“[Fighting’s] tiring and exhausting,” says Vera, “and you don’t have time to come home and do the dishes or the laundry. When he has the energy, he picks up the slack, and when I have the energy, I do. We don’t give each other a hard time for being at the gym for three to four hours, where as somebody who wasn’t in the gym scene wouldn’t know that’s how long you’re there.”

Though Vera trains often alongside his wife at the Alliance Training Center they opened together in Chula Vista, Calif., in 2008, he won’t be in her corner come Friday.

“When he coaches me, it’s hard to be yelled at by your husband,” admits the debuting Vera. “Anybody else is fine, but you don’t want to go home mad at him. You want to go home mad at somebody else. I want him to support me, not yell at me.”

Vera agrees that his coaching style will have to take a backseat on Friday, which will do nothing to tame the butterflies he’ll get when the cage door closes on her.

“I hate watching her fight,” admits Vera. “It’s my wife. She’s hot. It’s scary. It’s MMA. I fight MMA -- I know what could happen. That’s my wife and I should be protecting her at all times, and I can’t.”

The female Vera has been put through the paces for the fight, however, by trainers Eric DelFierro and Billy Scheive, as well as Brazilian jiu-jitsu black belt Leticia Ribeiro, of the University of Jiu-Jitsu.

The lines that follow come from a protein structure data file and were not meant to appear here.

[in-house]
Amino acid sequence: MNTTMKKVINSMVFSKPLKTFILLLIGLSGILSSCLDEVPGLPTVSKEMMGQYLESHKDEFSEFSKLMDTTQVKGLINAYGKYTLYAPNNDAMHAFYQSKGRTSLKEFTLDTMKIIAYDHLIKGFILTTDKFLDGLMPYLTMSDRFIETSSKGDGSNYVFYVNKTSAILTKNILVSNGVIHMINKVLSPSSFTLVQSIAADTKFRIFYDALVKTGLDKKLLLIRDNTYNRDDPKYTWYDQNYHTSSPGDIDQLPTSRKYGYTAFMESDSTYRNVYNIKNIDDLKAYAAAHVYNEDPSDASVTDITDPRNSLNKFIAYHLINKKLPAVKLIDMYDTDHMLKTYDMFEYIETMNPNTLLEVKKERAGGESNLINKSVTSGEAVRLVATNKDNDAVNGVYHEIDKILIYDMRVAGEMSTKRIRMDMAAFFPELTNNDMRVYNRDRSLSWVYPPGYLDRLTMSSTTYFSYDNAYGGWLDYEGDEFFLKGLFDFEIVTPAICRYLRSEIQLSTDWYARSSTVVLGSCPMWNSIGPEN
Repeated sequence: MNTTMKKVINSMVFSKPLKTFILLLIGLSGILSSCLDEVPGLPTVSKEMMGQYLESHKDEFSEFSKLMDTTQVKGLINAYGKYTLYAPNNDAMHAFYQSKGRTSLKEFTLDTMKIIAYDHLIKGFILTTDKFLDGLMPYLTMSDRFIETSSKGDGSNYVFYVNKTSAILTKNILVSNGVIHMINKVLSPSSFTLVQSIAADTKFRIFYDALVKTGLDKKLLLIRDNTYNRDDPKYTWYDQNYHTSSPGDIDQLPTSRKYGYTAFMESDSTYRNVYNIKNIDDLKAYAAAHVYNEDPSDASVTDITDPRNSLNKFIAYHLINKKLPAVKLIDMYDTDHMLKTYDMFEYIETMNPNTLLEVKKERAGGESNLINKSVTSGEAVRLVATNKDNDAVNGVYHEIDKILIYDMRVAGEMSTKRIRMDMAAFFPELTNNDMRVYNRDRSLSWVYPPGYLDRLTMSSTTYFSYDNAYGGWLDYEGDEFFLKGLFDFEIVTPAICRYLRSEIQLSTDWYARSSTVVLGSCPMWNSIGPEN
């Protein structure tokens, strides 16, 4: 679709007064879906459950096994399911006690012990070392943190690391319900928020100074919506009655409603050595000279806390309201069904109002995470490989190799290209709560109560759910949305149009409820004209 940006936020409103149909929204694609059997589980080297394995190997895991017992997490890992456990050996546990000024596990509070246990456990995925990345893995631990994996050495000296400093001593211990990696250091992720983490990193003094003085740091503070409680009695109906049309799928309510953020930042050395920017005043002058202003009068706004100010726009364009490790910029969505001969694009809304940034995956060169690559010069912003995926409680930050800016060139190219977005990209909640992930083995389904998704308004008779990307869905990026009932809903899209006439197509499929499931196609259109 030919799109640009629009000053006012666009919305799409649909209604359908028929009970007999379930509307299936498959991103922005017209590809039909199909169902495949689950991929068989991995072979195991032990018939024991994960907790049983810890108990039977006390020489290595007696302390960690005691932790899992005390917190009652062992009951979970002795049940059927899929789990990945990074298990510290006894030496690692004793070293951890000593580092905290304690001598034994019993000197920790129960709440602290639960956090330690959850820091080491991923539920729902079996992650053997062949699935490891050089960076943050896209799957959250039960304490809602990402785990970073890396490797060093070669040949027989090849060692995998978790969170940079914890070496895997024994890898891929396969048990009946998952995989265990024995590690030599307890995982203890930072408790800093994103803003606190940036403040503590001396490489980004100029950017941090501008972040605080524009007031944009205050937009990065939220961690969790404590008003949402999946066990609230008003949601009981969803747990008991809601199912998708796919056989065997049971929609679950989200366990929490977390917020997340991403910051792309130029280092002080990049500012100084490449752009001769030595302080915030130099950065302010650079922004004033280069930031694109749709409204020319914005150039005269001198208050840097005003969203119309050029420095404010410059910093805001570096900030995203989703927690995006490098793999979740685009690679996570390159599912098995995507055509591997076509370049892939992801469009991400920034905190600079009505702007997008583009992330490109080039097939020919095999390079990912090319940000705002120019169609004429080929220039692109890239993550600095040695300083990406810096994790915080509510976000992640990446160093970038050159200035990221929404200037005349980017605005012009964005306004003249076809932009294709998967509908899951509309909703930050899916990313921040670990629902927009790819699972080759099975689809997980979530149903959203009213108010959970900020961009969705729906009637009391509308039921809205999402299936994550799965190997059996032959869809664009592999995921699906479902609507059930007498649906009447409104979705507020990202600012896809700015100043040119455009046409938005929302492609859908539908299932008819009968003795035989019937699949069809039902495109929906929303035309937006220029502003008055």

“She’s an incredible athlete,” says DelFierro, who makes up one half of the promoting team responsible for Total Combat, one of Southern California’s most successful regional shows. “Whatever Kerry decides to do, she’s going to be good at it.”

DelFierro says Vera, who’s trained jiu-jitsu just in the last year, improves by the day.

“The problem with Kerry is she’s so driven, that she didn’t want an easy first fight,” says DelFierro. “She didn’t want to fight a first-timer. She wanted a girl with experience. So the girl she’s fighting has four fights already. This will give us a good gage of where she’s at.”

Vera’s husband says it’s that same determination that will set her apart from the pack.

“I think she could be the top woman fighter in MMA today,” says Vera with confidence. “It’s not what she does different; it’s what she does extra that makes a big difference and it’s not just me who sees it, it’s other fighters and other guys who train at the gym that are thoroughly impressed with her. We’ll do two or three workouts during the day and she’ll get an extra run in just because. She’ll get an extra round in. Even though it’s minuscule, it adds up.”

DelFierro agrees that Vera has a potential to make waves in both the 135- and 145-pound divisions, the latter home to female stars Gina Carano and Christiane Santos.

“She never gets tired and hits harder them some of my guys. She’s one of the best strikers in my camp,” says DelFierro. “Also, this fight is a five-minute round fight. She’s not doing the three-minute rounds that every other girl does. She’s jumping right in because she wants a level playing field.”

Like Mr. Vera himself, he believes his wife’s striking power will carry great weight Friday. Vera loves that about his wife, but there’s only one situation when Vera doesn’t consider it a turn-on.

“It makes me nervous when she asks me to do the dishes,” he says.